New mobile hospitals mean an end to MASH


25-04-2002

The British army has taken delivery of a new generation of mobile field hospitals - signalling the end for MASH-style operating theatres based in tents.

The 1 million state of the art units will replace the traditional military hospitals made famous by the classic television series MASH. Army medics are now being trained to use the new equipment in Aldershot.



They are then expected to be deployed to Afghanistan where British troops are carrying out peacekeeping duties and flushing out al-Qaeda terrorists.



The new mobile hospitals, built by Cambridge based engineering company Marshalls, can be transported on army trucks, in Hercules transport planes or by sea.



Once delivered they can be assembled to three times their transport size and ready for use in just two hours. Each hospital is made up of separate areas including a patient preparation room, operating theatre with recovery area, resuscitation and intensive care room and a gas and air purification facility.



From the inside they appear remarkably similar to a modern hospital.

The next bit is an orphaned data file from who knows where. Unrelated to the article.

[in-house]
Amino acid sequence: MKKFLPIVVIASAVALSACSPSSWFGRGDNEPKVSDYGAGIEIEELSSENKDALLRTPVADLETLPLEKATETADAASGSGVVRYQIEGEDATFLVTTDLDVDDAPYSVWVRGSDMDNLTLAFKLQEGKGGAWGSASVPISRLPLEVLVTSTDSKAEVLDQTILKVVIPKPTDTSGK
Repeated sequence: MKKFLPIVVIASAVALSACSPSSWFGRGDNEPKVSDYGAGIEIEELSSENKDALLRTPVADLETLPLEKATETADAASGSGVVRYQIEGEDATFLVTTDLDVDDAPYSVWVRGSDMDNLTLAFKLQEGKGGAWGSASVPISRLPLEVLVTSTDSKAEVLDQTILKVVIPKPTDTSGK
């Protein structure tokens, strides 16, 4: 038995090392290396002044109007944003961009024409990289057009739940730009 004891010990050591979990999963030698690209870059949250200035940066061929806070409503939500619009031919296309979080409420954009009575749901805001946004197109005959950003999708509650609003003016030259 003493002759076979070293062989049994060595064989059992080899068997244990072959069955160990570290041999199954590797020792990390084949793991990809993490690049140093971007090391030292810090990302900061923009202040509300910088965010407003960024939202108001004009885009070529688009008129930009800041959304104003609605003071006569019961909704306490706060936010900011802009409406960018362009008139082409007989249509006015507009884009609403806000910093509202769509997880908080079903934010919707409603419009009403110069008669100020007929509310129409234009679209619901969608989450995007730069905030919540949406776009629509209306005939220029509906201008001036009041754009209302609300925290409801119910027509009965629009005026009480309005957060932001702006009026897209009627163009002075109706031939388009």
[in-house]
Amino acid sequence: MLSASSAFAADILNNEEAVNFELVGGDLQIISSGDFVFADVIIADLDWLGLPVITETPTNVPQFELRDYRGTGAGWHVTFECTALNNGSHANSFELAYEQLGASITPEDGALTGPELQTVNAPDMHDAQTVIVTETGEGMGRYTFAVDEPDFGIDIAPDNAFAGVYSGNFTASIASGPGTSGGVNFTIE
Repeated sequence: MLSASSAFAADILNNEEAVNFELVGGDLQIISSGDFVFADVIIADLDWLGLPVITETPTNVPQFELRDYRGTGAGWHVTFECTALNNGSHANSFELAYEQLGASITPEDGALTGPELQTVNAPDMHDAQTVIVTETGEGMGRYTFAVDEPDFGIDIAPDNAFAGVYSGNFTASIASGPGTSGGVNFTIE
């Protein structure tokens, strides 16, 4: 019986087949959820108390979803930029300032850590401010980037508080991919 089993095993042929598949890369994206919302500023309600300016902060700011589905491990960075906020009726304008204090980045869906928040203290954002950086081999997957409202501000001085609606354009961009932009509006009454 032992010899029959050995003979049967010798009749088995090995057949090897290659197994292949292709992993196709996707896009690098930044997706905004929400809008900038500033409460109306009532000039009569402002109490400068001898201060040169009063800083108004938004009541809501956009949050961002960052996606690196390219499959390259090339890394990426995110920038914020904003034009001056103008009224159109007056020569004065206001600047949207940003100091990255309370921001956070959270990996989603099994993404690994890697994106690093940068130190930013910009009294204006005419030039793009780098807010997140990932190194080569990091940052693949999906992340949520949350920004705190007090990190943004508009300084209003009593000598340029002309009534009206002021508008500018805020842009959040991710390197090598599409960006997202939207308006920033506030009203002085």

Capt Gary New, senior theatre nurse with the army, said: 'In the past, we had to cope with dust and other impurities in the air every time a tent flap was opened.



'Now we can work in a sterile, air conditioned environment.'



The army is taking delivery of four of the military mobile hospitals and Marshalls says they've also had significant interest from governments worldwide.



Humanitarian organisations are also interested in the possible use of them in tackling disasters around the world.



Lt Col Stuart Green, based at RAF Brampton in Cambridgeshire added: 'It can be deployed to deal with emergencies to any part of the world for both military and humanitarian operations.'



An adapted version of the mobile hospitals, called Modular Transportable Surgical Facilities, are also being seen as a possible solution to NHS backlogs.



The NHS versions are bigger and take up to a week to assemble and offer an effective temporary answer to a lack of facilities.



by Duncan Milner

 

Founded in 1909, the Marshall Group has a turnover of £2.5bn and over 5,700 employees. Headquartered on a 900-acre site in Cambridge, Marshall has three principal arms to the business: Aerospace and Defence; Property; and Ventures.

Marshall Group